Tuesday, September 02, 2008

India China and the stuff they make

Chinese imports were supposed to wipe out Indian products according to many a doomsday scenario. They were supposed to wipe out the Indian market like a dirty table at a restaurant, but they havent. Indeed, brand India is now stronger with shopkeepers suggesting, "This is made in India". "Not Chinese"

Even I thought that the Chinese takeover of India was complete - when I saw a Ganesha idol made in China (its Ganesh Chathurthi today). But it has not happened.

A lot of products are made in China, high end phones, cameras but they are sold by the brand where the branding is more important than where it is made (and this is a very big thing in India - more on it). But the real Chinese stuff - sold for its cheapness at the lower end - toys, cheap electronics - killed the Chinese goose for the middle class, the brand conscious class atleast. Most of these were cheap, not durable and people realized very soon that "what you pay is what you get." Indian items, though slightly more expensive than the Chinese was better in the long run. Cheap Chinese toys are still available, but overall what cheap Chinese stuff did was, it helped the Indian manufacturers gain some respect in the eyes of their countrymen.

Titan was first off the block - with cheap durable watches and Sonata has made a good name for itself - nearly replacing old guard HMT. With Titan, cheap phoren watches got relegated to the pavements.

Nokia has never been bothered with cheap Chinese imports - even after it started a plant in India to manufacture phones. Nokia is still Nokia - people dont buy it because it is imported or because it is made somewhere, they buy it because of the value proposition of the brand. Ditto for many slightly different products - Chinese bikes for instance or a Chinese car. People will not go for something that is untested from a reliability perspective.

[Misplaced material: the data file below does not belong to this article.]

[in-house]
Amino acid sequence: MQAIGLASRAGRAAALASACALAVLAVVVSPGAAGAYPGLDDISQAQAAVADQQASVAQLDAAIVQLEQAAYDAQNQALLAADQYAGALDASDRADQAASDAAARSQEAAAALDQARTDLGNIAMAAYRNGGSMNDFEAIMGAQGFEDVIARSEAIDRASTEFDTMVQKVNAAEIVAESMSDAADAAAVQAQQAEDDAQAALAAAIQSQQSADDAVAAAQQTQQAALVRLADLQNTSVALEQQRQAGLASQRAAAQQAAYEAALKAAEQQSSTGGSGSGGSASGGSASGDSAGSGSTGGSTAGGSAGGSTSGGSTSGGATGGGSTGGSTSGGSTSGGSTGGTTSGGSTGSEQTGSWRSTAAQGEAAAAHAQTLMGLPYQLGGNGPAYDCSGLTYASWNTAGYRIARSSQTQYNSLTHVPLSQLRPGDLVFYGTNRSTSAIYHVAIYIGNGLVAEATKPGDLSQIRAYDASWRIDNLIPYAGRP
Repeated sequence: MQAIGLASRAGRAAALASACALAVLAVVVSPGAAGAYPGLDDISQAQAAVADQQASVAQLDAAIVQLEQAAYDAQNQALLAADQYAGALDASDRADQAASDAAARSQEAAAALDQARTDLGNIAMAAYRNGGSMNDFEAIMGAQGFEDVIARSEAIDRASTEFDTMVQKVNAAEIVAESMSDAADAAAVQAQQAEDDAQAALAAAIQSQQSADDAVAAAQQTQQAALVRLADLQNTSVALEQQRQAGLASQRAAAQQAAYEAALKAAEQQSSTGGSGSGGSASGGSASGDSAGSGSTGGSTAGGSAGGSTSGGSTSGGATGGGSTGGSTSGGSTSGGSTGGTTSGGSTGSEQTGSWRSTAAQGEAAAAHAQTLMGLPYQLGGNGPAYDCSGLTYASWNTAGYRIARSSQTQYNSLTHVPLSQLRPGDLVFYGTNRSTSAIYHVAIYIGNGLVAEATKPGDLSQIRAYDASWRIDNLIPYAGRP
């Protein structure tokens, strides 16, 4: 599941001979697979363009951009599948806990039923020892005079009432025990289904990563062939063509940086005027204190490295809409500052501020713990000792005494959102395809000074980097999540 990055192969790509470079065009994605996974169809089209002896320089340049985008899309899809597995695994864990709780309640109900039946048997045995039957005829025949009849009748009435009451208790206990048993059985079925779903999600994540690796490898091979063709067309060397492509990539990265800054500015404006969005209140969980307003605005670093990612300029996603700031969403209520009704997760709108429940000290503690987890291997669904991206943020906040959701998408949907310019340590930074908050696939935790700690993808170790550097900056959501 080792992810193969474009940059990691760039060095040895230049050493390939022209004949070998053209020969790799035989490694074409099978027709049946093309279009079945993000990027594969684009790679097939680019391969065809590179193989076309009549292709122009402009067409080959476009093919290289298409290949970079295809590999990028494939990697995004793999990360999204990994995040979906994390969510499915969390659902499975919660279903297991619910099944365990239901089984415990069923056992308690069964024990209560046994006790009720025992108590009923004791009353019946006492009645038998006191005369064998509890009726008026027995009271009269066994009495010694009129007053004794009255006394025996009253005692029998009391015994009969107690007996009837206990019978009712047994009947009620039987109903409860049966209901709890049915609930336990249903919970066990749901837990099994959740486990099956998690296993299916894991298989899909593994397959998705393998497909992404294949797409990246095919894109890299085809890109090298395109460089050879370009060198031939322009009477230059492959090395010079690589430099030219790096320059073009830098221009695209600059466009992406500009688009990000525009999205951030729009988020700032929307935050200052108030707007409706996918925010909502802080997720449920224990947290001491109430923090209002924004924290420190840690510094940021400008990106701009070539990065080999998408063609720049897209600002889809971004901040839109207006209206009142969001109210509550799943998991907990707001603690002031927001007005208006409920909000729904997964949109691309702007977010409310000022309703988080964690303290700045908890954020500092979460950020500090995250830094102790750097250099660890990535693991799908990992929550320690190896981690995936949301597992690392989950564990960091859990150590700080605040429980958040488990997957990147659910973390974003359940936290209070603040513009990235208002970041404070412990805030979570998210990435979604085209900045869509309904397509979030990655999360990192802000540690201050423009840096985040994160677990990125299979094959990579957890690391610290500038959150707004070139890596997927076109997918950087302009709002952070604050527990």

Indeed many manufacturers are now using this as an idea, as I had noted some time back. They are using China as a sourcing base and giving it Indian/American names to come with a "product" of their own. What is the point of one more DVD player, unless there is a clear differentiator?

Indeed many of these brands dont sell, because, in India, the defining proposition is not just cheap, but cheap, durable and beautiful. (Sundar, Sasta, Tikau to use an oft repeated cliche.) Ask the Koreans...

1 comment:

Savitha Rao said...

Good point . What you pay is what you get is true .

Indian companies and brands must focus on quality and service to create a niche for themselves . And for India .

In my earlier assignment at MBL I had studied the Chinese premium clothing retail for men's shirts . And successfully worked with a Chinese brand . They bought premium cotton fabrics from MBL to differenciate their shirt collection.

In my visits to China I saw the emphasis on "imported" products in retail . It appears that Chinese consumers also share the concern re product quality